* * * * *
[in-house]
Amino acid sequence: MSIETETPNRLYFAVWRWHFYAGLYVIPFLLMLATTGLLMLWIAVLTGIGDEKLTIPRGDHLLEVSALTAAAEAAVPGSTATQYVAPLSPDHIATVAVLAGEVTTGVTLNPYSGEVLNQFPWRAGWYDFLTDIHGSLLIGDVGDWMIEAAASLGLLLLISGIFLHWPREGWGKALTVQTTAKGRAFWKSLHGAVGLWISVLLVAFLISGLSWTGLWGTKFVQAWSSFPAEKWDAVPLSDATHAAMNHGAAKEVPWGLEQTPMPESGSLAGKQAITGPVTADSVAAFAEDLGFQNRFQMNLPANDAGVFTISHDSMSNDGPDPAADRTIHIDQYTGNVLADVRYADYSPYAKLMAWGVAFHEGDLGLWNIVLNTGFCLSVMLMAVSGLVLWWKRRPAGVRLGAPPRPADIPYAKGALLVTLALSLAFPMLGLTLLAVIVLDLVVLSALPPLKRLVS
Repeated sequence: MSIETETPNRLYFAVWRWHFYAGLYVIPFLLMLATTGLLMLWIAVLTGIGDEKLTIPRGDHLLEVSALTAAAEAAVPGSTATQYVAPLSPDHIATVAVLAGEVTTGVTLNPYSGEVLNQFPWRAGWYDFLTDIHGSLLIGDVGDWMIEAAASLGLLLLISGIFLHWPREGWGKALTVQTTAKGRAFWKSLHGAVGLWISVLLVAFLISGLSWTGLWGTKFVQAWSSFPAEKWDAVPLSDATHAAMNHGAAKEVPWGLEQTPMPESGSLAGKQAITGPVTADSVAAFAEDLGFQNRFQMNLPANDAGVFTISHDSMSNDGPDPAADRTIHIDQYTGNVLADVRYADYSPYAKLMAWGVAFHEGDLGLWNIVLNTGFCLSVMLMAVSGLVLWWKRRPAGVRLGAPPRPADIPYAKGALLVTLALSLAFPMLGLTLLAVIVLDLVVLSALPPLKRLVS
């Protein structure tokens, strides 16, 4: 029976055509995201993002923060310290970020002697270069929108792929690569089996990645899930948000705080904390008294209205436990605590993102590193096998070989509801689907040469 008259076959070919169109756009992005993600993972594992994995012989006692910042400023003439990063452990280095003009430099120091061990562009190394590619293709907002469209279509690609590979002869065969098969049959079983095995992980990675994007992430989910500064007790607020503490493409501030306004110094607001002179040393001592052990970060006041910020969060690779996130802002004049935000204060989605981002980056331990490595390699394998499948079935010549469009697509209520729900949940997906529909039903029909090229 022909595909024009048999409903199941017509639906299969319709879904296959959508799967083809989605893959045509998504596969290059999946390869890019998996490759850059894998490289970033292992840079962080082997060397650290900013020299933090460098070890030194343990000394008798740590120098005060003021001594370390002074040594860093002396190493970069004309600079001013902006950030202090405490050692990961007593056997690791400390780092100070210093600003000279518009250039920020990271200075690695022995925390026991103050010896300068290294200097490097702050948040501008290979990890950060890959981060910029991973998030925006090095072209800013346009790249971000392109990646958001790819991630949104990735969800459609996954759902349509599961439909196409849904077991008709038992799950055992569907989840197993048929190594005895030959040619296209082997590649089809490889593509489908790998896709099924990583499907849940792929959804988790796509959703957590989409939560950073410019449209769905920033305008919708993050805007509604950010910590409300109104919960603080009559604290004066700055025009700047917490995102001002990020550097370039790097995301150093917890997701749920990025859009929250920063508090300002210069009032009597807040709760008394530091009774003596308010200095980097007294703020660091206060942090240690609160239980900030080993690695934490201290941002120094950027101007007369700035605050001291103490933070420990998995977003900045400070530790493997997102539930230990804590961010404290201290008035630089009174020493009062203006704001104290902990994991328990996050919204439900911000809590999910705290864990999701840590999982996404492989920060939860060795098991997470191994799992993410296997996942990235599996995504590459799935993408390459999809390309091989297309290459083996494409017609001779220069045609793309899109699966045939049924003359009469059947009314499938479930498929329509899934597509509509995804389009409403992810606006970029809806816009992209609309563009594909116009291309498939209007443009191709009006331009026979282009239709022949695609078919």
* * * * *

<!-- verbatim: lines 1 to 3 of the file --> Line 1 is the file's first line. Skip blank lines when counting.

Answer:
[in-house]
Amino acid sequence: MSIETETPNRLYFAVWRWHFYAGLYVIPFLLMLATTGLLMLWIAVLTGIGDEKLTIPRGDHLLEVSALTAAAEAAVPGSTATQYVAPLSPDHIATVAVLAGEVTTGVTLNPYSGEVLNQFPWRAGWYDFLTDIHGSLLIGDVGDWMIEAAASLGLLLLISGIFLHWPREGWGKALTVQTTAKGRAFWKSLHGAVGLWISVLLVAFLISGLSWTGLWGTKFVQAWSSFPAEKWDAVPLSDATHAAMNHGAAKEVPWGLEQTPMPESGSLAGKQAITGPVTADSVAAFAEDLGFQNRFQMNLPANDAGVFTISHDSMSNDGPDPAADRTIHIDQYTGNVLADVRYADYSPYAKLMAWGVAFHEGDLGLWNIVLNTGFCLSVMLMAVSGLVLWWKRRPAGVRLGAPPRPADIPYAKGALLVTLALSLAFPMLGLTLLAVIVLDLVVLSALPPLKRLVS
Repeated sequence: MSIETETPNRLYFAVWRWHFYAGLYVIPFLLMLATTGLLMLWIAVLTGIGDEKLTIPRGDHLLEVSALTAAAEAAVPGSTATQYVAPLSPDHIATVAVLAGEVTTGVTLNPYSGEVLNQFPWRAGWYDFLTDIHGSLLIGDVGDWMIEAAASLGLLLLISGIFLHWPREGWGKALTVQTTAKGRAFWKSLHGAVGLWISVLLVAFLISGLSWTGLWGTKFVQAWSSFPAEKWDAVPLSDATHAAMNHGAAKEVPWGLEQTPMPESGSLAGKQAITGPVTADSVAAFAEDLGFQNRFQMNLPANDAGVFTISHDSMSNDGPDPAADRTIHIDQYTGNVLADVRYADYSPYAKLMAWGVAFHEGDLGLWNIVLNTGFCLSVMLMAVSGLVLWWKRRPAGVRLGAPPRPADIPYAKGALLVTLALSLAFPMLGLTLLAVIVLDLVVLSALPPLKRLVS